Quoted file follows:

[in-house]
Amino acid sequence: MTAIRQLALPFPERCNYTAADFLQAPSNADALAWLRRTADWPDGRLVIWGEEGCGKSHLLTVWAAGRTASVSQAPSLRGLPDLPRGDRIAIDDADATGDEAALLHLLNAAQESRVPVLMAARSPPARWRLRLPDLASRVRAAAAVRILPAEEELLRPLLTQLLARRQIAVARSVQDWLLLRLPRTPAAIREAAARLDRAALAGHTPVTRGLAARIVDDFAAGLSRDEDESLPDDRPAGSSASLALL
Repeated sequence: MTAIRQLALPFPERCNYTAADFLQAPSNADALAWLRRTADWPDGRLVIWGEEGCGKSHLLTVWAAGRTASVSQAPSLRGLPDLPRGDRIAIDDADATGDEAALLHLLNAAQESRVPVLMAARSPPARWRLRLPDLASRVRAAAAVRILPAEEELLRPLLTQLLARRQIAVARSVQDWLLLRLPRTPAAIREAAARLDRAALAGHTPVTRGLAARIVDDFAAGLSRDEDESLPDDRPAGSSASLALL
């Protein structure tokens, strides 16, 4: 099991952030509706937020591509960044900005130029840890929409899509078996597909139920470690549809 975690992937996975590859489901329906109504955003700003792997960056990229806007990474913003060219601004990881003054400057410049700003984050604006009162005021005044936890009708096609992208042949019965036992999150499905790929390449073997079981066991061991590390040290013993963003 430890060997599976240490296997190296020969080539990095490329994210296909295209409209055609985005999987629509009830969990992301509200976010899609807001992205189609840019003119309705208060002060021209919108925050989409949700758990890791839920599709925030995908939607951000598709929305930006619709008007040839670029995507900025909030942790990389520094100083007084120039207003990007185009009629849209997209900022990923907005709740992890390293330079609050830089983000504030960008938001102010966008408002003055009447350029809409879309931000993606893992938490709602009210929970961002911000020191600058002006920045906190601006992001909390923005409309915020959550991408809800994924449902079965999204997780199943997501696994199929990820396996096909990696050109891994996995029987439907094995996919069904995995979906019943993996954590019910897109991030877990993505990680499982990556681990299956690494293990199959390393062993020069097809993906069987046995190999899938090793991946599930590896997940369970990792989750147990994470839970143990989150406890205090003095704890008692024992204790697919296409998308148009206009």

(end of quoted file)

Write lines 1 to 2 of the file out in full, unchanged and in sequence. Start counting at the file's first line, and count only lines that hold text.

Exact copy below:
[in-house]
Amino acid sequence: MTAIRQLALPFPERCNYTAADFLQAPSNADALAWLRRTADWPDGRLVIWGEEGCGKSHLLTVWAAGRTASVSQAPSLRGLPDLPRGDRIAIDDADATGDEAALLHLLNAAQESRVPVLMAARSPPARWRLRLPDLASRVRAAAAVRILPAEEELLRPLLTQLLARRQIAVARSVQDWLLLRLPRTPAAIREAAARLDRAALAGHTPVTRGLAARIVDDFAAGLSRDEDESLPDDRPAGSSASLALL